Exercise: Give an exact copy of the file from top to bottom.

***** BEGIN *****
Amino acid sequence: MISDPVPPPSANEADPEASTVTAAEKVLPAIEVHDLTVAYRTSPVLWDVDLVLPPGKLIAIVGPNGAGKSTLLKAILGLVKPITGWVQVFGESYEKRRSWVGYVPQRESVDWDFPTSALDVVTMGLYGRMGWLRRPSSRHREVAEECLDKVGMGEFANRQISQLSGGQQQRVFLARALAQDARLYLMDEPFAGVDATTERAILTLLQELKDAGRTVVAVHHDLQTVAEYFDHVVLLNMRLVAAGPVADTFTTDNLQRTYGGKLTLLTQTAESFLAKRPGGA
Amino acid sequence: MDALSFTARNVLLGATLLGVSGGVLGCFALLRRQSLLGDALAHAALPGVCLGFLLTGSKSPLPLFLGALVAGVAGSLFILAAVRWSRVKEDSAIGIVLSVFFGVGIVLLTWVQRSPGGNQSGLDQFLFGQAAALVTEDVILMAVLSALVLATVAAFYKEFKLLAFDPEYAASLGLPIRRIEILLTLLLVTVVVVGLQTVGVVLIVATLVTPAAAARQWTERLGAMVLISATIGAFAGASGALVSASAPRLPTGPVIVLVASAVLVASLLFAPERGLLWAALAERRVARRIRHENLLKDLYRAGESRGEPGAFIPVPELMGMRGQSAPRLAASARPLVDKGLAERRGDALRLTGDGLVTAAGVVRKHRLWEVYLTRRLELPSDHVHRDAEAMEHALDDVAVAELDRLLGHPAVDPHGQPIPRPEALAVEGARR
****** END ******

Amino acid sequence: MISDPVPPPSANEADPEASTVTAAEKVLPAIEVHDLTVAYRTSPVLWDVDLVLPPGKLIAIVGPNGAGKSTLLKAILGLVKPITGWVQVFGESYEKRRSWVGYVPQRESVDWDFPTSALDVVTMGLYGRMGWLRRPSSRHREVAEECLDKVGMGEFANRQISQLSGGQQQRVFLARALAQDARLYLMDEPFAGVDATTERAILTLLQELKDAGRTVVAVHHDLQTVAEYFDHVVLLNMRLVAAGPVADTFTTDNLQRTYGGKLTLLTQTAESFLAKRPGGA
Amino acid sequence: MDALSFTARNVLLGATLLGVSGGVLGCFALLRRQSLLGDALAHAALPGVCLGFLLTGSKSPLPLFLGALVAGVAGSLFILAAVRWSRVKEDSAIGIVLSVFFGVGIVLLTWVQRSPGGNQSGLDQFLFGQAAALVTEDVILMAVLSALVLATVAAFYKEFKLLAFDPEYAASLGLPIRRIEILLTLLLVTVVVVGLQTVGVVLIVATLVTPAAAARQWTERLGAMVLISATIGAFAGASGALVSASAPRLPTGPVIVLVASAVLVASLLFAPERGLLWAALAERRVARRIRHENLLKDLYRAGESRGEPGAFIPVPELMGMRGQSAPRLAASARPLVDKGLAERRGDALRLTGDGLVTAAGVVRKHRLWEVYLTRRLELPSDHVHRDAEAMEHALDDVAVAELDRLLGHPAVDPHGQPIPRPEALAVEGARR